New poetry by Wellington writer Chris Tse.
The Magician—Notes on distraction
Every time I turn to see where I should be looking
I see my reflection.
There is so much of the world within reach
from your desk—screens within screens, and holes
within holes—tails wagging dogs, and newspapers
It’s tiny hammers pounding at your skin
and not knowing why you wake up every morning
covered in bruises.
It’s a story so vivid you keep repeating it
as if it were yours to tell, pulling up your sleeves and
showing strangers a new shade of blue.
You think you know this story and who is
telling it. Don’t be surprised when a door slam shuts
and you find yourself asking, How long has that door
My reflection is a magician—he tells me where to look.
Inside every poem is a stage with trapdoors.
Inside every poem is a smoke machine.
Inside every poem is a mirror
buried in the volta,
and, once found and gazed upon, it shows you
what you missed as you were following the tip
of the wand.
The Magician tells you where to look, and so you look
because magic doesn’t work if you don’t follow
instructions. But, as a spectator, the trick is to expect
everything and nothing at the same time.
The trick is to
watch the wand while your left hand is behind your back
texting the revelation to your past self, so when you reach
the reveal you have seen The Magician’s flourish in all
its cross-sectioned-exposed-wiring glory.
Look over there—
a door you’ve never noticed, a secret way in and out.
Anything could be placed before you undetected.
Of course it’s been there the whole time. You’ve spent
your entire life with your body pushed up against
the door, but the crowd beating on the other side
is louder and demands entertainment.
They spend the running time convincing us it’s
and while our eyes are scanning for the slightest
we don’t see them set fire to the scenery,
the strike of the match disguised by our applause.
With so much happening in this world
it’s getting harder
to resist everything that demands my attention,
and harder to tell
what I unknowingly steal from myself when I fall
for another smoke screen.
Over here’s shattered glass scattered over the pavement,
catching sunlight and
begging to be written about. Meanwhile, I’ve not noticed
that the source of this glass
is a five-car pile-up complete with blood and sirens
and screaming children
but that doesn’t stop me from getting on my hands and
knees to interrogate each shard.
It’s a spot the difference game where one picture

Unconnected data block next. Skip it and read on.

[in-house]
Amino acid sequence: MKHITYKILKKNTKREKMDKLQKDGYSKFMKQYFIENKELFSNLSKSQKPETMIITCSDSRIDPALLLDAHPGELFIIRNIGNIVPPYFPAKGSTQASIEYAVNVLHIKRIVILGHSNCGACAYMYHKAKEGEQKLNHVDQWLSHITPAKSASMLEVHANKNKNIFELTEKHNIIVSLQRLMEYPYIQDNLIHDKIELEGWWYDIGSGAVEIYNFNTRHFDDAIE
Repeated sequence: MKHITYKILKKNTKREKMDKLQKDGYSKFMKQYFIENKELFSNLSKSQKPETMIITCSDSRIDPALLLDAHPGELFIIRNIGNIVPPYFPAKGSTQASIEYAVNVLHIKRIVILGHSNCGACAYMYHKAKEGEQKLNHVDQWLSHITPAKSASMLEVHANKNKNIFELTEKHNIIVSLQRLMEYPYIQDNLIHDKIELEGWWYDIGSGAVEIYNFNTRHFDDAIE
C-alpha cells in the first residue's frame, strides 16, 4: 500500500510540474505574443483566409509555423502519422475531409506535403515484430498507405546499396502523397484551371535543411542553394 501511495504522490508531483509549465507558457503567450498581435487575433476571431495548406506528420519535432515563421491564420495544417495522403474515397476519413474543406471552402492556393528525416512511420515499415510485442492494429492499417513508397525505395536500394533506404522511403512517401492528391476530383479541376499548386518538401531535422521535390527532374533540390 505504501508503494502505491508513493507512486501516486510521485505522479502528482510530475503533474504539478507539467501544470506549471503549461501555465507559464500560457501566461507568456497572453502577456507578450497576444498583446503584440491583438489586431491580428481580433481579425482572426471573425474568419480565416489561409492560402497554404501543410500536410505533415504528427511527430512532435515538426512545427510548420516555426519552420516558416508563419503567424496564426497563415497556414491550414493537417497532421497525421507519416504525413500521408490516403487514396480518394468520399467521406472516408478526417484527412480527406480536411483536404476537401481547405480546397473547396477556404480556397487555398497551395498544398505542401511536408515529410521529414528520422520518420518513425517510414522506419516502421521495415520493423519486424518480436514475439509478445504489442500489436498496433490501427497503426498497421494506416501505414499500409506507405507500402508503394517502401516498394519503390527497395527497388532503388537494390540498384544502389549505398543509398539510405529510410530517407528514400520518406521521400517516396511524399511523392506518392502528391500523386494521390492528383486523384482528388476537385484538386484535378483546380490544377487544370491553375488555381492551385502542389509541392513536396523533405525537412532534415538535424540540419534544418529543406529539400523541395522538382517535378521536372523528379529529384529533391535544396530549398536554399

is an earthquake
and the other is an upstairs neighbour dragging furniture
across hardwood floors at two in the morning.
The Magician tells me sleep is the biggest distraction
of all. There’s no joy
in surrendering to the screens behind my eyes
where everything I believe to be true is a wrong memory,
an echo I’ve been too happy to be swallowed by.
In the morning, everything is the same but shifted
slightly to the right—and during the night someone has
turned all your books around so their spines are now
facing the wall.
The whole damn time
From the wings
both The Magician and the audience
become the show—passing
the matches between them, call and
response running in both directions.
Can we still call this power?
And, if so, how many walls
will be left standing
when they’ve extinguished
It’s from the wings that I see what haunts me.
Ignorance won’t save me, no matter how many
doors I open and shut just to keep myself busy.
My reflection and I want to look away—but the wires snap
us back each time.
If you are a person of colour, you don’t get to live
through a national conversation about racism and
shame without taking multiple hits to the body.
It’s like being a prop in your own story and constantly
wondering whether someone will pick you up just to
acknowledge that you’re there. It’s screaming FIRE!
in a burning building while everyone on Twitter is
saying it’s not fire but a smoke machine doing what
it’s been told to do. A blind man doesn’t need to see
a fire to know the rush of standing in a burning
building, and if he stands there long enough he will
be taken by the flames. So much debate rests on
the cause of the fire but no one ever wants to talk
about the consequences of making the cause the story.
Who is telling this story? Well, it depends on whether
or not you mention the colour of the bodies they’ll pull
from the debris. Sometimes we have to tell these stories
because the rest of the world is watching The Magician
disappear an invisible elephant that was never there
in the first place. And behind the door you never noticed,
a series of doors. That is the story you should be telling.
I see my reflection.
every time I turn to see where I should be looking.